Challenging your body in new ways, is going to cause and I shouldn’t even say initially, literally the practice of strength training is a process of creating some inflammation on purpose. That sounds terrible. I know why would you want to do that. But think about it. The mechanics of strength training is that you’re creating little micro tears in the muscle tissue. And then of course, the immune system responds by sending water and nutrients to the place of friction or the place that we’ve created micro tears so the muscle can be Built back stronger than before, right. So when we work out, we damage our muscles, and then our bodies repair them. And inflammation comes into play during the repair process, when the body increases blood flow to the area to replenish oxygen, fuel the muscles and clear out any waste. So inflammation is a byproduct.
Courtney Townley 25:25
Now, again, we don’t want to live in a state of chronic inflammation. We don’t want to push our body so hard, that we create inflammation that we cannot recover from. But we also need to expect that muscles will be sore. Weight may slightly go up initially, or even not initially, like I still if I do is really intense leg workout to this day, I’ve been working out with weight since my 20s. And if I do an intense workout, specifically with my legs, my weight is always up the next day. I don’t freak out about it, I just know it’s par for the course. And then of course, as my body recovers, my weight comes back down. So please, ladies do not use your weight as a reason to not strength train. More specifically, your weight going slightly up as a reason not to strength train. The other tip I have for you is it’s really important that we build a solid foundation first. And a foundation for strength training to me is understanding proper body mechanics, right that keep you safe. Understanding some basic alignment principles when you’re doing a movement. And of course, paying attention to stability of your body parts, so you aren’t getting injured. And this is where it can be really helpful to hire a trainer, or take a class that helps you to build the foundation. So that might be Pilates, it might be foundation training, it might be even a yoga class, right?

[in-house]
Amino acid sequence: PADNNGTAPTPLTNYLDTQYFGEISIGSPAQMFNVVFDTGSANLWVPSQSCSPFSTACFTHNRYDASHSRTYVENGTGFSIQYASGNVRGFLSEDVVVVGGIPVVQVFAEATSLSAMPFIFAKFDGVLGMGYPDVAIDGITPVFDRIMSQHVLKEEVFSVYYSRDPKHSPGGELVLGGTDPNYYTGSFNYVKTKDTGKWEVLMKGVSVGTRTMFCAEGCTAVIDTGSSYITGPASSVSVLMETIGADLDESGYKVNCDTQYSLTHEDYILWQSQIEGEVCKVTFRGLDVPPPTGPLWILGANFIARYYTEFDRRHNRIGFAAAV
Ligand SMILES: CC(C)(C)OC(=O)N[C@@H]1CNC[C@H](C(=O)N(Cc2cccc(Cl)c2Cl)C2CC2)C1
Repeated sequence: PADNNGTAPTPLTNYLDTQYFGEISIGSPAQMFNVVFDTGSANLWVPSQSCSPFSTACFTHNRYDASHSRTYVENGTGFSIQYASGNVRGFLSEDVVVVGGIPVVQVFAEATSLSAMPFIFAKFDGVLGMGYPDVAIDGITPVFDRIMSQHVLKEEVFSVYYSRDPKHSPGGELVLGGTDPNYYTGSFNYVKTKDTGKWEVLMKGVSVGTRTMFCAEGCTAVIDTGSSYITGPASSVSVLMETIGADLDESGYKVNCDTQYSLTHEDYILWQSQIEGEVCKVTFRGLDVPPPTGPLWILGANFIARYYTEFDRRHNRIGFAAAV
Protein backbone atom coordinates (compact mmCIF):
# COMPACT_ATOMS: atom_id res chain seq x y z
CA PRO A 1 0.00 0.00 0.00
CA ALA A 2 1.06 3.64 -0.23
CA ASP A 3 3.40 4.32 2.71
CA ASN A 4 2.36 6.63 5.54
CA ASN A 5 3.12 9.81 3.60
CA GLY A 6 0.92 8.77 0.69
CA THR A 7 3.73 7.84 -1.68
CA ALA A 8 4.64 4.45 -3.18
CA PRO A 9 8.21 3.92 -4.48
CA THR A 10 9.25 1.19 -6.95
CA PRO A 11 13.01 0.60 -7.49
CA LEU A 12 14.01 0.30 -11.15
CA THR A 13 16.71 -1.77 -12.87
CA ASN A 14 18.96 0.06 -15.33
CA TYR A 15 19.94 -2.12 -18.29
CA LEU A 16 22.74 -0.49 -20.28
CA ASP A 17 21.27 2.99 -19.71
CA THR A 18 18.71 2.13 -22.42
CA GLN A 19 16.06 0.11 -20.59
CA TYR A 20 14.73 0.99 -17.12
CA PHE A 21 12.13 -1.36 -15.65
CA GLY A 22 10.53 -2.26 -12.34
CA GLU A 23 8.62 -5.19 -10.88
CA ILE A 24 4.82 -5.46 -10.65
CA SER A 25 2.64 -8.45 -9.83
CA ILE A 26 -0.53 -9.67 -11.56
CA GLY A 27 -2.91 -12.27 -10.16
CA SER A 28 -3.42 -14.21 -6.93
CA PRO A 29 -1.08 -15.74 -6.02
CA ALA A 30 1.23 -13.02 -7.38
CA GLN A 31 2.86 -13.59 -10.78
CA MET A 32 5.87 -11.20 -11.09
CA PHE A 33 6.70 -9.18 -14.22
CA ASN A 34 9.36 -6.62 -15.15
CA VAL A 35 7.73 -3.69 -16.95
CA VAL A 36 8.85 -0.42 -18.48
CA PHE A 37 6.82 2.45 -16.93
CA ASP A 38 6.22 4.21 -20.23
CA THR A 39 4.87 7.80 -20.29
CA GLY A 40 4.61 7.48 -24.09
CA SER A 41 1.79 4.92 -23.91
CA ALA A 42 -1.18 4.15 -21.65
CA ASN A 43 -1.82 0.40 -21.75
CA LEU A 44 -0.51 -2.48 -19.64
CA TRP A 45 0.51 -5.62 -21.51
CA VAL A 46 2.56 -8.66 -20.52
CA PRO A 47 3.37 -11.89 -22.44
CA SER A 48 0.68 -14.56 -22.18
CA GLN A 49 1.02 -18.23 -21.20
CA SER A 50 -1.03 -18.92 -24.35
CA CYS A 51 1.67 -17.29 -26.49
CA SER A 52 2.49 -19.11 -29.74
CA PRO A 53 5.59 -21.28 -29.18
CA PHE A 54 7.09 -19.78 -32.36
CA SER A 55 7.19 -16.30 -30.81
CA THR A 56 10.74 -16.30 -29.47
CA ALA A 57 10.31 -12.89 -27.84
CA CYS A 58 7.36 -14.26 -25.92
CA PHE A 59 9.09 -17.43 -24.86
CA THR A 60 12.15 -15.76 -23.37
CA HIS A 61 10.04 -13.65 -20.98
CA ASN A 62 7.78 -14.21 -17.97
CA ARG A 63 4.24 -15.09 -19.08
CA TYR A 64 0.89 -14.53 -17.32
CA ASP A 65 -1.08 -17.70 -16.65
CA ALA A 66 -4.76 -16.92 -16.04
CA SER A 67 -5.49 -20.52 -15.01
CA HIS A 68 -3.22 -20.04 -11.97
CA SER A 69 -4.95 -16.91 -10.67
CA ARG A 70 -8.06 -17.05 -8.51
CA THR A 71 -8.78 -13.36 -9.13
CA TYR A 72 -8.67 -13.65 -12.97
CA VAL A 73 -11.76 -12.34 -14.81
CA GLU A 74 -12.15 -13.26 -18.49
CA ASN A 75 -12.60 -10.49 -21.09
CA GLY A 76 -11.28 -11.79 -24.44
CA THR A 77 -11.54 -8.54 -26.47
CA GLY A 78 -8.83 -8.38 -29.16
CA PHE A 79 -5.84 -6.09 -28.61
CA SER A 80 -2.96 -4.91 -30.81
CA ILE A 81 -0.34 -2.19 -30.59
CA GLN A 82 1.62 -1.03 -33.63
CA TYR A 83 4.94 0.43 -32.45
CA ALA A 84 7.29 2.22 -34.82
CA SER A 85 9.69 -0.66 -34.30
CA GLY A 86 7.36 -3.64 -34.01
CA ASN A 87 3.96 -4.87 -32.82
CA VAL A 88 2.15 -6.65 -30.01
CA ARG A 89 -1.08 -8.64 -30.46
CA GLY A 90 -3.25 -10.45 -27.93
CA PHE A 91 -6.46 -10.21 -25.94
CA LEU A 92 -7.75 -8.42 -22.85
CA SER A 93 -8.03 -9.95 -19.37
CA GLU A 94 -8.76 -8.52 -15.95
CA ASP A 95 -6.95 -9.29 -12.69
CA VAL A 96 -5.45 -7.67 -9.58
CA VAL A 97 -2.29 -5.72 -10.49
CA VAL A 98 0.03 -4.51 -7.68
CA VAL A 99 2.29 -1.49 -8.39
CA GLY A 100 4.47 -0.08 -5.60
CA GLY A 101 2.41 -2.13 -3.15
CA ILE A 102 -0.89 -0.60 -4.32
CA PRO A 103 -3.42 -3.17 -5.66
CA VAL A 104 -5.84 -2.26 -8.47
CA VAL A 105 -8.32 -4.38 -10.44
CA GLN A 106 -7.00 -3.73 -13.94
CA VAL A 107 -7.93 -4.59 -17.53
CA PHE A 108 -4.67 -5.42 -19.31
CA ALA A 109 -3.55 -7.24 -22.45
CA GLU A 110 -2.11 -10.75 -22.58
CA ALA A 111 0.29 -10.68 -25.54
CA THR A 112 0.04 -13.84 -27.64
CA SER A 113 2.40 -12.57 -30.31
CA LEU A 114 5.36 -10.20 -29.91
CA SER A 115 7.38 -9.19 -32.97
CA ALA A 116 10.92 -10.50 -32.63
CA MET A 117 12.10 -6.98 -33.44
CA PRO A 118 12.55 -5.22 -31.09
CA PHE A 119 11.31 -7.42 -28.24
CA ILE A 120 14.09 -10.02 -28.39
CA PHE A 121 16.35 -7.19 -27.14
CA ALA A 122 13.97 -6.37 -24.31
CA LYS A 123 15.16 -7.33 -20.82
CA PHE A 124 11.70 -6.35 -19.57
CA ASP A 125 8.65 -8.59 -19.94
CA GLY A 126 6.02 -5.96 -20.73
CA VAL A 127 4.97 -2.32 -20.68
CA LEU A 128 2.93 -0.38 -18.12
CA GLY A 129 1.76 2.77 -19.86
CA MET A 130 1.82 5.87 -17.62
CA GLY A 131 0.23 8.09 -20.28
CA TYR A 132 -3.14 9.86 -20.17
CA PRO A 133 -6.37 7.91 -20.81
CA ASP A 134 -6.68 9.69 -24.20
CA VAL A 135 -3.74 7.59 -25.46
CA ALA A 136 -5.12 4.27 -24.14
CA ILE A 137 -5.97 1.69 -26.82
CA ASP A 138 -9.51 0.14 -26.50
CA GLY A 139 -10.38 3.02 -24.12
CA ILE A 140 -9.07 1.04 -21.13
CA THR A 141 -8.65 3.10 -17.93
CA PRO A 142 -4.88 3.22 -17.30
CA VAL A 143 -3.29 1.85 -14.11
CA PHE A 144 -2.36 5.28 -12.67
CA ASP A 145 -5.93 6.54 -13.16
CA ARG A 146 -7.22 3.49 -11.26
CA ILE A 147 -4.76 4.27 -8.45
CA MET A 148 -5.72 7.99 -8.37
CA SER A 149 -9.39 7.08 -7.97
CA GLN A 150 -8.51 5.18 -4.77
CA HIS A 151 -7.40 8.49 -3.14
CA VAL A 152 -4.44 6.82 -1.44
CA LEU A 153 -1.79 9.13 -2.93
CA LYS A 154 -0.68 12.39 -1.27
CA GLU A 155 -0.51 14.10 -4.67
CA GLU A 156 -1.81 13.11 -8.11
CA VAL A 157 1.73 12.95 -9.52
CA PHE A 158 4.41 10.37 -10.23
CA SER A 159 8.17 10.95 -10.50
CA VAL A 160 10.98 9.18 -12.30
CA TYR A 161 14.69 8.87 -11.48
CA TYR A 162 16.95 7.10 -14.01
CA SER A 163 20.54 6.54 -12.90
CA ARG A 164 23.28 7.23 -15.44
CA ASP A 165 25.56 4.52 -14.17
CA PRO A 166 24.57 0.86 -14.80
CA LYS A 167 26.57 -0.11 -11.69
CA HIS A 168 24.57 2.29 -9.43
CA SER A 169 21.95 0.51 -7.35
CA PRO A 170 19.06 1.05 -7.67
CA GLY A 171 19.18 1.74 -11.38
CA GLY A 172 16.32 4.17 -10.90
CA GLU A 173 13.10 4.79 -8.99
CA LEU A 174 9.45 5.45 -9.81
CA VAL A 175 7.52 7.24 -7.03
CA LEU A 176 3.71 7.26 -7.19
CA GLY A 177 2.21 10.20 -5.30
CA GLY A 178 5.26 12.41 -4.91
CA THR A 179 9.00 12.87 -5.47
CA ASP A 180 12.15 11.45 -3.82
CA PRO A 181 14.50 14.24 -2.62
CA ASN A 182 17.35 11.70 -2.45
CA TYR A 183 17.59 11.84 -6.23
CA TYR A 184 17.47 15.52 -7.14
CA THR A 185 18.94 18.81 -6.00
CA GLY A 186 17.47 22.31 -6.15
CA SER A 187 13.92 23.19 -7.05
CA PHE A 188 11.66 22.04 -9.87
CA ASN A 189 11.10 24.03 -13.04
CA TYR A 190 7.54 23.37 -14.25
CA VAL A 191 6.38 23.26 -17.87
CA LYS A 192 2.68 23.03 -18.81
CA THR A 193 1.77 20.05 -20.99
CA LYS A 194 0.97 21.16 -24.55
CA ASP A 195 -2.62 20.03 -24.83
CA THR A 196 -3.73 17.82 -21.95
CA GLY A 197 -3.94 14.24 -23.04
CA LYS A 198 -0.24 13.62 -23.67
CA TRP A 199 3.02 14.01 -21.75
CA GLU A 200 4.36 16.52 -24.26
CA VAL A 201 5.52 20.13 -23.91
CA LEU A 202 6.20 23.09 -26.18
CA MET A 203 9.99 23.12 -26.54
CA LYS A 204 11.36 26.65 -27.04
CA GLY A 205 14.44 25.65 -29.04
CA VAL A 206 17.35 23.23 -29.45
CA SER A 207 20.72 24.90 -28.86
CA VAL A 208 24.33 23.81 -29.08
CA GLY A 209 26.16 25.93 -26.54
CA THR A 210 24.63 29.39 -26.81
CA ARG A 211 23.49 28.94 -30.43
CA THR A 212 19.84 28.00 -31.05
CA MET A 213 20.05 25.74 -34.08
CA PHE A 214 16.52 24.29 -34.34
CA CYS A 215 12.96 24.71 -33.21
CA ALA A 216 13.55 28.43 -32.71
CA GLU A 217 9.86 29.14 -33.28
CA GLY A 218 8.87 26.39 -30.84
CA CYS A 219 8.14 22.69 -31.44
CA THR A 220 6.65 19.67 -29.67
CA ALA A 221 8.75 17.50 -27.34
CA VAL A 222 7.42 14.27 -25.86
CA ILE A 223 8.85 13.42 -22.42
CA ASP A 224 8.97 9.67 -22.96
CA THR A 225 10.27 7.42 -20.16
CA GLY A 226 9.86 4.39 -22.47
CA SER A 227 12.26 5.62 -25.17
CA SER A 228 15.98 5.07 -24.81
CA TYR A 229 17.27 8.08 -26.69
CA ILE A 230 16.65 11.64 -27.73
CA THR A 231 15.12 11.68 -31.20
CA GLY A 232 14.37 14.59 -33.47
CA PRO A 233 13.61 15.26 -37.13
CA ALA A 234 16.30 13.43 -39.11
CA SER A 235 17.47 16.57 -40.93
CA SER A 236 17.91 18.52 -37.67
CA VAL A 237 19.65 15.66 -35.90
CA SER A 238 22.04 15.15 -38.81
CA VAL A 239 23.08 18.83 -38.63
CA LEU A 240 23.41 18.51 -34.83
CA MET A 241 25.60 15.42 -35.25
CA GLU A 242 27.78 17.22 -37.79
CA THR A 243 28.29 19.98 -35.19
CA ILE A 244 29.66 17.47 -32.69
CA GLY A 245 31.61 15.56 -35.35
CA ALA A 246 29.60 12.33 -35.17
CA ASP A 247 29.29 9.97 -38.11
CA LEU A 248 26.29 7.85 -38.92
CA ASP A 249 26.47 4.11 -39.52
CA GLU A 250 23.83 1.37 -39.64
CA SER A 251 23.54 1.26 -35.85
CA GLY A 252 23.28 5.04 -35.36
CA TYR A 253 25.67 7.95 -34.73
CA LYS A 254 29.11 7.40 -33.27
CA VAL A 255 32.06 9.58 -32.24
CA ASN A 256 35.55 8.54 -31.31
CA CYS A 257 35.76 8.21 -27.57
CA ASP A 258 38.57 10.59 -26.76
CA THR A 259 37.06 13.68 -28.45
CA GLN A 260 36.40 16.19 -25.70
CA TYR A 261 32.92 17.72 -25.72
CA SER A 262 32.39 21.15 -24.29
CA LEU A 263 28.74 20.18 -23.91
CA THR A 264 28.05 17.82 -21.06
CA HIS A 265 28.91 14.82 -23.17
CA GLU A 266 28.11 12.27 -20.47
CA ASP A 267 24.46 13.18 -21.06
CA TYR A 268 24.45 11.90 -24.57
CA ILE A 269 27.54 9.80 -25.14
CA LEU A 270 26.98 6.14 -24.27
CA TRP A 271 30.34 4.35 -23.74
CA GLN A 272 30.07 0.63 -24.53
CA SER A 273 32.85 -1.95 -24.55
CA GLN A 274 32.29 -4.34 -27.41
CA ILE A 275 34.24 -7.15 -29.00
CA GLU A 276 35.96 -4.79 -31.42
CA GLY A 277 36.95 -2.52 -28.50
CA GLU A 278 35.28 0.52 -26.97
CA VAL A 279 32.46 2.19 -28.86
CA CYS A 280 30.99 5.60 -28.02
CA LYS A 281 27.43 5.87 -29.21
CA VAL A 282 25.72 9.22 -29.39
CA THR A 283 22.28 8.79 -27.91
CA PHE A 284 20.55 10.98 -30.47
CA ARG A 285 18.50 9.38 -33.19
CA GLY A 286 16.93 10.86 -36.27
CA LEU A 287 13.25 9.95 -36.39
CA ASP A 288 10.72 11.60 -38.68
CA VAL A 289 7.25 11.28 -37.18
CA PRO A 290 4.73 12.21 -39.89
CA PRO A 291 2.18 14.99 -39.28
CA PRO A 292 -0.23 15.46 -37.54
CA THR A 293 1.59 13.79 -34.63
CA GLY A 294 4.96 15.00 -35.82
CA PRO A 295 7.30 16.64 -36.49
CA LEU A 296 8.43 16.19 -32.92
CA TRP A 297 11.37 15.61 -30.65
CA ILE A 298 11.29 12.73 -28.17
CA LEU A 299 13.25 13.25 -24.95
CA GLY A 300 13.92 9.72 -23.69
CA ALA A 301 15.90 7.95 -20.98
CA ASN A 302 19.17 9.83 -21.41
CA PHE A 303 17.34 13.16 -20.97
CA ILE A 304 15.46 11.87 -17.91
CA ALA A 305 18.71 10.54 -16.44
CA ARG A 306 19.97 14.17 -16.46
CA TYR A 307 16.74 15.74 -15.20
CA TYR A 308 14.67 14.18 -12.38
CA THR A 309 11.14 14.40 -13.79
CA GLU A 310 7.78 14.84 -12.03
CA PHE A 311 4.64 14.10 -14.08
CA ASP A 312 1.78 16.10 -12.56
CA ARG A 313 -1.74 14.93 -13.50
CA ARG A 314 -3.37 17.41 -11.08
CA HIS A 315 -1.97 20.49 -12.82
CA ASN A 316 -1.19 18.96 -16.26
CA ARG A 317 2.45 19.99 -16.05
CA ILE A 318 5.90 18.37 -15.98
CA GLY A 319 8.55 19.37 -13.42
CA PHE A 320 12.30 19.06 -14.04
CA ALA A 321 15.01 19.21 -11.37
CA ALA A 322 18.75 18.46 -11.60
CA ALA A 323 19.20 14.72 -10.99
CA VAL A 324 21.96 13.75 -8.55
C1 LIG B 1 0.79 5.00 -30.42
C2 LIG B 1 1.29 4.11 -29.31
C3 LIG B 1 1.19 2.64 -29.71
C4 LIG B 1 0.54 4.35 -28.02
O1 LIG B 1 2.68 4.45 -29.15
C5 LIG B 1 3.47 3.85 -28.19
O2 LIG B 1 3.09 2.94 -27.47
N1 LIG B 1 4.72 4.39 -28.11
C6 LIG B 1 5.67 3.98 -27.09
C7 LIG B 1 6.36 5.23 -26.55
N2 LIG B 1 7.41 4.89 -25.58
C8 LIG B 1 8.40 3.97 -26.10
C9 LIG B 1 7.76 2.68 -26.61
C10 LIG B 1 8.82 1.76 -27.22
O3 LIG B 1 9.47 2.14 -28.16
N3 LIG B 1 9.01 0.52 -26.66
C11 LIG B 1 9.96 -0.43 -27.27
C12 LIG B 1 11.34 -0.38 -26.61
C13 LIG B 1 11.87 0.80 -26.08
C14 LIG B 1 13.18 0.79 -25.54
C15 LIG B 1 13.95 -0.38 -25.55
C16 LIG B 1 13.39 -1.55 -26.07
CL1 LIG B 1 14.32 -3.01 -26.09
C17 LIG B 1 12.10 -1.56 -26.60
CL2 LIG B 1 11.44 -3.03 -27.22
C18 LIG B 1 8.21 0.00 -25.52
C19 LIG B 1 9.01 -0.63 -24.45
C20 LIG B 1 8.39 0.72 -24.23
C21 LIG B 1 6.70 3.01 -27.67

Courtney Townley 27:17
There are absolutely yoga classes that are very oriented towards posture and mechanics and stability. If you have a good yoga teacher, all of those things should be baked into a class. The other thing is learning to move your own weight before you start to lift weight. So I used to have a teacher used to say to me all the time, Courtney, you have no business lifting weight until you can haul your own assets across the floor in a way that maintains the integrity of your structure. Right. And she was spot on. So there’s no reason to load a walking lunge. If you can’t do a walking lunge, well without the weight. So always, always, always make sure that you can execute a movement well, before you load it. Warm up right warmup is a part of foundation. When you expect muscles to do a lot of aggressive work, you want to spend a little time waking them up and priming them for that opportunity. The next thing I want to say is progression is your friend. Now, we know that lifting heavy Stacey Sims calls it lifting heavy shit is really valuable, especially in the years around menopause and post menopause.
Courtney Townley 28:57
Now, when we say lift heavy, we’re talking about weight that you kind of max out with around five reps. So to exhaust yourself within five reps is very heavy weight. Now, should you start there, of course not. Based on what I just told you previously, you want to move your own body weight before you load anything. But once you start loading and exercise with weight, be gentle. Right you maybe you start in the 12 rep range, and then you work your way down to eight reps. And eventually you work your way into the five rep range. But if you start by lifting really heavy, you’re going to get injured, you’re or you’re going to be so broken down physically. You don’t want to be consistent about strength training.
Courtney Townley 29:56
I would also say there’s a progression to how we use equipment right initially You don’t need to use a lot of equipment. Again, we’re just using our own bodyweight. But there are machines that are designed to help support you, when you are learning how to support yourself, right. So you can definitely use gym equipment, machines that help you to support your spine. But obviously, the objective is for you to do that work. So, getting away from supportive gym equipment can actually be a way to advance yourself in strength training. And also sure things like Olympic bars are wonderful to use in strength training, they allow you to lift so much heavier than a barbell, or a dumbbell ever would. But you probably don’t want to start with an Olympic bar. You might yet right, because again, that’s going to require that you’re already lifting 35 to 45 pounds, which is what most of those bars weigh.